Elizabeth Warren's ethics bill is moving to the House. Does the new Democratic Congress want it?
Some of the provisions in the companion legislation from Rep. Pramila Jayapal, D-Wash., will connect directly to President Trump’s conduct in office, others on recent scandals in the administration and Congress.
Some of the measures on both Warren's bill and proposed House companion legislation connect directly to President Trump’s conduct in office.Joseph Prezioso / AFP - Getty Images
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WASHINGTON — A sweeping ethics bill by Sen. Elizabeth Warren, D-Mass., is making the jump to the newly Democratic House.
Rep. Pramila Jayapal, D-Wash., plans to introduce companion legislation in the coming days that she hopes will become a rallying point for progressives.
The Anti-Corruption and Public Integrity Act is headlined by a lifetime ban on lobbying by former lawmakers, presidents and top executive branch appointees, but includes a wide array of additional provisions.
Some connect directly to President Donald Trump’s conduct in office, like a proposed requirement that presidents make tax returns public and sell off companies to avoid conflicts of interest. Others touch on recent scandals in the administration and Congress, including a provision banning individual stock trading by government officials and another banning Americans from lobbying for foreign governments.
“The influence of money cannot be overstated in this town,” Warren said Thursday in a phone interview with NBC News. “It’s going to take a lot of different places to fight back, and that’s what this bill is about.”
With Republicans holding onto the Senate after the midterm elections, Warren’s version likely isn’t getting a vote anytime soon. But the upcoming Democratic Congress looks more promising: Leaders have already announced they plan to include a separate package of ethics reforms in their first bill, H.R. 1.
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Jayapal, who serves as vice chair of the Congressional Progressive Caucus, says she supports that legislation but is hoping her own bill with Warren helps pressure Democrats to go further.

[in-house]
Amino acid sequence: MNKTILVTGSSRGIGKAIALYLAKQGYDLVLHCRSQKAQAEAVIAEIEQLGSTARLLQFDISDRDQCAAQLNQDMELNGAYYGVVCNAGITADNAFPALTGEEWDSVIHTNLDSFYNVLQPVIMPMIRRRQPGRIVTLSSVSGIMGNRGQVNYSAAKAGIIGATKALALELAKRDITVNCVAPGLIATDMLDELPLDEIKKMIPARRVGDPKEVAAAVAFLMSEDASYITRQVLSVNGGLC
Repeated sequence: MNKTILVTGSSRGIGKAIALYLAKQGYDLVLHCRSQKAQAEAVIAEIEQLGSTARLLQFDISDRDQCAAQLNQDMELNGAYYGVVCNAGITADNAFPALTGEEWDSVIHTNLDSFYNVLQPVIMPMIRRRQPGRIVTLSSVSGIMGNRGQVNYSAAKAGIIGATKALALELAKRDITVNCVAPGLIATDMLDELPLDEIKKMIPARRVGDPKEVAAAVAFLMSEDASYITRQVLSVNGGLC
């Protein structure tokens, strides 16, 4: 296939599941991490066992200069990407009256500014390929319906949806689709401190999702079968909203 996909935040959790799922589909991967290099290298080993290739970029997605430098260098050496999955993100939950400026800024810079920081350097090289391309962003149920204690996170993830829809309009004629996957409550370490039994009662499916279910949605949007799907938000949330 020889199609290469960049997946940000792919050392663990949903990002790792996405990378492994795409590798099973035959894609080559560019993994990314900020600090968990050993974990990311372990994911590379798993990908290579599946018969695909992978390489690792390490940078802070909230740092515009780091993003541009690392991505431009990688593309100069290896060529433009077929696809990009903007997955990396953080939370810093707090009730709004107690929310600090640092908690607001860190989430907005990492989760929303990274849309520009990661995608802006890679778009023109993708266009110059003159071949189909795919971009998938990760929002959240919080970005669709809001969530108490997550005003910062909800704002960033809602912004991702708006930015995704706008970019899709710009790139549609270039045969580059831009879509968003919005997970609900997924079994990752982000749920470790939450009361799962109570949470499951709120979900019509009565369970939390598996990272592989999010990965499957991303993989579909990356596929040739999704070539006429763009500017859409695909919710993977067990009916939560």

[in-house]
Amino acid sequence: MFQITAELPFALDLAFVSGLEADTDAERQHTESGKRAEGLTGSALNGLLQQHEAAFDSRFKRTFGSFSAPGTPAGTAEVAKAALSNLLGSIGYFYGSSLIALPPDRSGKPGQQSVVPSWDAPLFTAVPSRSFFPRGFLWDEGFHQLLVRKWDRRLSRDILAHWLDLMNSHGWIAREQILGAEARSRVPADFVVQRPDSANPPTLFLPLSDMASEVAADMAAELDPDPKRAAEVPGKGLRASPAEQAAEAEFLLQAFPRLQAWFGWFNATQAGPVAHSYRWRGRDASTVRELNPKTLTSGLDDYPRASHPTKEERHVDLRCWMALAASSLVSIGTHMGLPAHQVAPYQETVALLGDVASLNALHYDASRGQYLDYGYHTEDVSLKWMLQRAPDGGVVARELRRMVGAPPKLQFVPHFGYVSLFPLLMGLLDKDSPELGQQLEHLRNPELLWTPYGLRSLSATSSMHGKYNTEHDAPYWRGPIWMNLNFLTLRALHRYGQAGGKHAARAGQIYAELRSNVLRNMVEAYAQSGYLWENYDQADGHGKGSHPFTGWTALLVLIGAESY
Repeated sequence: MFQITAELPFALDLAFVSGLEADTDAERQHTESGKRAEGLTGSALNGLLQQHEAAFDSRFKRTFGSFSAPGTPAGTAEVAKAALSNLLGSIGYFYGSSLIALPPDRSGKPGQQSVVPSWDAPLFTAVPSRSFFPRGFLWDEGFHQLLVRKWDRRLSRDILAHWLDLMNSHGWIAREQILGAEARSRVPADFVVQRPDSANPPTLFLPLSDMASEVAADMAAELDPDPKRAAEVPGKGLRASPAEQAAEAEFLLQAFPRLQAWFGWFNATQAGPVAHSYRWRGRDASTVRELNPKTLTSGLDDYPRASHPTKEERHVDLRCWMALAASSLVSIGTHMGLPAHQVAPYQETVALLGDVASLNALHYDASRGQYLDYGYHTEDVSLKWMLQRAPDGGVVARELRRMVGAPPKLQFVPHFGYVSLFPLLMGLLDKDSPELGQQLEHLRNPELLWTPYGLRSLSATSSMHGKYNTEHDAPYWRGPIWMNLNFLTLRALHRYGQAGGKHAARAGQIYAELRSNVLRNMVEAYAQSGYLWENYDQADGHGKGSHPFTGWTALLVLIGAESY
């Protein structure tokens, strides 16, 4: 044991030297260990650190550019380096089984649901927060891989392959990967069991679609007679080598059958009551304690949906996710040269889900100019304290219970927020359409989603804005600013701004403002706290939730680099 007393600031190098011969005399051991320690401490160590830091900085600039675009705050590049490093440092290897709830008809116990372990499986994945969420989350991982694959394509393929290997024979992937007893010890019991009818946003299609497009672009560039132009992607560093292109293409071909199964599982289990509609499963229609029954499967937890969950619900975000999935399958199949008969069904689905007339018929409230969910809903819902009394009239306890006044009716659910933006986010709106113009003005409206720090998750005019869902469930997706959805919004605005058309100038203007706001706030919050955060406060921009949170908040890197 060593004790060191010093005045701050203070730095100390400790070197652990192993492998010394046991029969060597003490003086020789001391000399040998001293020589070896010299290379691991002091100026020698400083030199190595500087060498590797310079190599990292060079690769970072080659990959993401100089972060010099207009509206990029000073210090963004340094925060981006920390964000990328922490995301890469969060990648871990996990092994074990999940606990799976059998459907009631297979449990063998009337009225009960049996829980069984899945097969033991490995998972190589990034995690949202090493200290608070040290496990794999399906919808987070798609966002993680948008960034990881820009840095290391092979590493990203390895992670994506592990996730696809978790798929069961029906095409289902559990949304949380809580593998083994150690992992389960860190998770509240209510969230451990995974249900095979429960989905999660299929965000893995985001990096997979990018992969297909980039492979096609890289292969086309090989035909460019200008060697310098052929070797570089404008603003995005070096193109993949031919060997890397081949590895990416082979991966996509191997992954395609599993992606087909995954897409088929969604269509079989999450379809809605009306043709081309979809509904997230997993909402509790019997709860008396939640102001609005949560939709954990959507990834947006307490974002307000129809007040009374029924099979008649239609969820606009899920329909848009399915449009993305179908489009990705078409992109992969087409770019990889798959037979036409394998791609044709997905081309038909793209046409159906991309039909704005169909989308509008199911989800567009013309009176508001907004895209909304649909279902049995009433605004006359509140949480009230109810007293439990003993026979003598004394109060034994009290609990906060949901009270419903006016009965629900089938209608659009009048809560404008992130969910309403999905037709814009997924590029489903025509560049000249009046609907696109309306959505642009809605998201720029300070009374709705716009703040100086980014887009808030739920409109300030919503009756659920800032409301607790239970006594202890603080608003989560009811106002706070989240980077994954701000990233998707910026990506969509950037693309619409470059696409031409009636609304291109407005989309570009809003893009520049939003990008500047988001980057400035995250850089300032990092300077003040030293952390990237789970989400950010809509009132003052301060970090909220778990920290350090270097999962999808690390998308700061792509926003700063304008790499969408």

“We don’t want people to think they can just sort of clap their hands and say ‘We passed H.R. 1, we’re done,’ because the problems run deep,” said Jayapal Thursday.
One obstacle the two identified in building support among their colleagues is concern that a far-reaching bill might open members up to a political counterattack for not having voluntarily instituted the same rules in the past.
Jayapal said she had nicknamed their legislation the “Nobody’s Perfect” bill to reassure members that the goal was to create a new set of rules moving forward rather than to harangue potential co-sponsors for following the current ones.
“When we pass it, we will all be compliant," she said. "That’s the point of it."
Warren and other Senate Democrats faced hypocrisy charges of their own during the midterm cycle, as critics pushed them to cast out Sen. Bob Menendez, D-N.J., who was “severely admonished” by the Senate Ethics Committee for accepting flights and luxury accommodations from a donor who was later convicted of fraud.
Menendez survived an indictment on related corruption charges last year, which the Justice Department dropped after a mistrial, and won re-election last week. Prominent Democrats like Sen. Cory Booker, D-N.J., campaigned for him and Warren’s campaign committee donated $5,000 to a victory fund backing him, according to FEC disclosures first reported on by the Daily Beast.
“I helped a lot of my colleagues at the federal level and the state level and helped state Democratic parties, but this isn’t about politics," Warren said. "This about how we make Washington a place that works for the people."
Asked whether Menendez should resign, Warren said her focus was on “building a government we can believe in going forward” with more stringent rules that would make clear to lawmakers what behavior is over the line.
While so far there are no Republican sponsors for Warren’s bill, she said she sees some potential for cooperation across party lines. She said she’s held discussions with Sen. Ben Sasse, R-Neb., after he put out an ethics bill of his own this year that included some similar features.
Either way, with Warren considered likely to run for president, an ongoing push to pass the measure in the House could keep it a high-profile issue during a campaign.
“People in Congress understand the influence of money on the political process,” Warren said. “They know that we need change. We just need to have the courage to step up and do it.”
Benjy Sarlin is a political reporter for NBC News.